What’s the difference? Well, Urban gets a host of interior and exterior visual ‘highlights’, including unique 17-inch white alloys, white wing mirrors and a white slats for the kidney grilles. Sport gets unique 17-inch alloy wheel, plus a high-gloss black kidney grille, central air intake trim, side intake surrounds and rear bumper trim as well as M Sports suspension.
It’s by far the more successful of the two; the white bits on the Urban car are less than subtle. Bosses reckon that UK buyers will agree, with most 1 Series being ordered in Sport or M Sport guise, the latter adding a bodykit and a host of M goodies such as alloy wheels, suspension tweaks and an M steering wheel.
With a wheelbase 30mm longer than the previous car’s, you might hope there’s a lot more space in the back, but the 1 Series is still disappointingly cramped. Even the smallest of adults will find legroom tight. By comparison, a VW Golf is far more spacious. That said, boot space has increased from 330 to 360 litres, with maximum capacity now 1,200 litres with the seats folded.
Under the bonnet is a new 1.6-litre TwinPower turbocharged petrol engine, which comes with direct injection, variable valve timing and a clever twin-scroll turbo, which makes more efficient use of the engine’s exhaust gases. The 116i gets a 136bhp version and we tested the 170bhp 118i.
It’s a great unit, with a wide spread of torque and a smooth note. It’s fast too – 0-62mph takes 7.4 seconds and there’s plenty of shove for overtaking. Factor in a six-speed manual gearbox with long-legged top ratio and you’ve got a car that’s just as effective on a B-road as it is at cruising quietly on the motorway. Thanks to Efficient Dynamics – standard across the line-up and including start-stop and brake energy recovery – the 118i is capable of returning around 48mpg and emitting 137g/km of CO2, which is very impressive given its performance.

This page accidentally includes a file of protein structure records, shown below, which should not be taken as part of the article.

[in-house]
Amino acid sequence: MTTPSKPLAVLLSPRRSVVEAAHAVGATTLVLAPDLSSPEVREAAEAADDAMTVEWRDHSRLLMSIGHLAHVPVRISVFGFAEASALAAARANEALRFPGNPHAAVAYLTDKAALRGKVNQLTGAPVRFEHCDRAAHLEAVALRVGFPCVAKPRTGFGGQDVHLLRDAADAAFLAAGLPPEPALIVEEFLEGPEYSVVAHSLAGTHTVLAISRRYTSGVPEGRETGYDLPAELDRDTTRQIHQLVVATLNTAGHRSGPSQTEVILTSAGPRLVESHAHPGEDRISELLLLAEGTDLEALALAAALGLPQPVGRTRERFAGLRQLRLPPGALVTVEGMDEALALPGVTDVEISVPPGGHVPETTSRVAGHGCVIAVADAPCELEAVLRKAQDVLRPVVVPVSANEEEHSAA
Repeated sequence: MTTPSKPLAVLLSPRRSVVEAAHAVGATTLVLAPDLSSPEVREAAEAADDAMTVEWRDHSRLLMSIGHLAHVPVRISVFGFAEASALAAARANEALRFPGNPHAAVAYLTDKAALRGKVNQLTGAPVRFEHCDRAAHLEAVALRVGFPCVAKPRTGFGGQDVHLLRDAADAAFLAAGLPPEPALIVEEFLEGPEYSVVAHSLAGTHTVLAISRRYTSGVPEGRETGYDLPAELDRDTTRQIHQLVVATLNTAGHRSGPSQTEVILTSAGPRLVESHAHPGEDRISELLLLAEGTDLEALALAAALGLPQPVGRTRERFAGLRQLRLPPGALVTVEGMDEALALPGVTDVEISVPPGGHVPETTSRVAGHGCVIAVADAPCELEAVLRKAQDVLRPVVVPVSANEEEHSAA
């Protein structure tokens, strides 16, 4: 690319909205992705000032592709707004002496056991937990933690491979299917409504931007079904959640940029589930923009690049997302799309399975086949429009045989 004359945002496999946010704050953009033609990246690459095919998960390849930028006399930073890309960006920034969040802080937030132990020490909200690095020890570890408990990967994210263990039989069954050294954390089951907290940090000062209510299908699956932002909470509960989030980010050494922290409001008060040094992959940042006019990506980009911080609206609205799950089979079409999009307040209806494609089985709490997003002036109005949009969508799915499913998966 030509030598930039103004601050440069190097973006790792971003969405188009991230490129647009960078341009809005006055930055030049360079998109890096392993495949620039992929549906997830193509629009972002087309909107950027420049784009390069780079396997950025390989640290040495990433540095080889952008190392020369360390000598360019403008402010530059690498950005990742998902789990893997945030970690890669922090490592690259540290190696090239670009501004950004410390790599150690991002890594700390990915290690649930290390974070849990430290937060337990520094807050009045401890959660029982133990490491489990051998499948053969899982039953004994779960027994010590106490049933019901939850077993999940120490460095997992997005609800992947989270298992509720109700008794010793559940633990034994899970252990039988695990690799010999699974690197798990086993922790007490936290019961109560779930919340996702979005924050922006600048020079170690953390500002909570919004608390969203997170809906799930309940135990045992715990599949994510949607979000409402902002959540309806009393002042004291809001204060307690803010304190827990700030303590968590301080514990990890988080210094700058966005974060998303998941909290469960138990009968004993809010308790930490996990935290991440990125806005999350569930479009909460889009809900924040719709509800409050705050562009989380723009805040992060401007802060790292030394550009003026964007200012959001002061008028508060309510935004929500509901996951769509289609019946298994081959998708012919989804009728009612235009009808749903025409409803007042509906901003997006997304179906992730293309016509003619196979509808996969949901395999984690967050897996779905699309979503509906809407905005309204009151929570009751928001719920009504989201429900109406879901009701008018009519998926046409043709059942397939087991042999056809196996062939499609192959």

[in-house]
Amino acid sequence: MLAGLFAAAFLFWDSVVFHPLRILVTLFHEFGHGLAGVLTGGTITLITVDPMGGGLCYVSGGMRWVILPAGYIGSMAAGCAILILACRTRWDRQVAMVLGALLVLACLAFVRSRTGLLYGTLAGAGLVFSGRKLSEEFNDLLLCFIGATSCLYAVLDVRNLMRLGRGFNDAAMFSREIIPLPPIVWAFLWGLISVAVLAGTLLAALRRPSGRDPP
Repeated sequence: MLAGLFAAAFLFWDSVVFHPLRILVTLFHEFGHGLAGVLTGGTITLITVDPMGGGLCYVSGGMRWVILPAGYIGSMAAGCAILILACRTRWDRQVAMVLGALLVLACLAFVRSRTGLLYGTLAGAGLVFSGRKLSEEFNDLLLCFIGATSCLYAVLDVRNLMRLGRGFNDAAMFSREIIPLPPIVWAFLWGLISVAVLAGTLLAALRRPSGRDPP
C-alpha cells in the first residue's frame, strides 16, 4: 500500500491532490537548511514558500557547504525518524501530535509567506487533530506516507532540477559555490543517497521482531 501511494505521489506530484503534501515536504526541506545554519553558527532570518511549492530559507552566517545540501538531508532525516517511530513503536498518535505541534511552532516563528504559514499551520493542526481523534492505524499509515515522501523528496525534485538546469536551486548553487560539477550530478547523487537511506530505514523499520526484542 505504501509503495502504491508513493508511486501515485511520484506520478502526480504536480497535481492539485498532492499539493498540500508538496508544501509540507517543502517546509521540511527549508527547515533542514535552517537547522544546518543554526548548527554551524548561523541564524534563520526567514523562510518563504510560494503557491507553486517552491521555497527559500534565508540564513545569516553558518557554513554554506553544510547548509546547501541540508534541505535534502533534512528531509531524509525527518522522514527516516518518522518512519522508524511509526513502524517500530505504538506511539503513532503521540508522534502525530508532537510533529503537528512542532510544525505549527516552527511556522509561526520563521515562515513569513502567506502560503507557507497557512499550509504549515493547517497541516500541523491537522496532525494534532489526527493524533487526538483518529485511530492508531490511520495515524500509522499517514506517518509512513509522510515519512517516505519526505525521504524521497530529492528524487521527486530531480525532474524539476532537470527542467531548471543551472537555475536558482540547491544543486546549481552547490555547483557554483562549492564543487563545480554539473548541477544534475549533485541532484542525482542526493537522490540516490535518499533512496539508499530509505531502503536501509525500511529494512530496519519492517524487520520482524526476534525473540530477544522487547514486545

Diesel choices all come in the shape of a 2.0-litre turbocharged unit with 143bhp for the 118d and 184bhp for the 120d. The 114bhp 116d is the most efficient from launch, though, returning 66mpg and emitting 114g/km. However, a 1.6-litre 116d EfficientDynamics arrives next year, boasting 74mpg and 99g/km. Exempt from road tax and the London congestion charge, it should be a hit with company car drivers and private buyers who are keen to cut their bills.
But is the new 1 Series fun to drive? Undoubtedly. With a rear-wheel drive chassis, wider front and rear tracks plus 50:50 weight distribution, it’s an agile and involving machine. What’s more BMW’s engineers have learnt how to tune an electric steering system to give the driver real feedback – no car in the class tells you as much about what the front wheels are doing.
And engineers have also been paying attention to UK roads too. Like the current 5 Series and 6 Series, the 1 Series has been tested on British tarmac. It certainly shows, because the ride is greatly improved. Thanks to new front damper mountings with increased compliance, the 1 Series soaks up bumps more confidently and even stiffer Sport versions are much more comfortable. Make no mistake, it’s still firm, but it’s a vast improvement over the old car.
Is the rest of the car such a leap forward? Not quite. It’s not a revolution, but the incremental improvements in efficiency, gadgetry and driver appeal add up to a really impressive small car. As ever, though, it’s not cheap to buy and rear seat space could be better. But in every other respect, the new 1 Series is going to take some beating.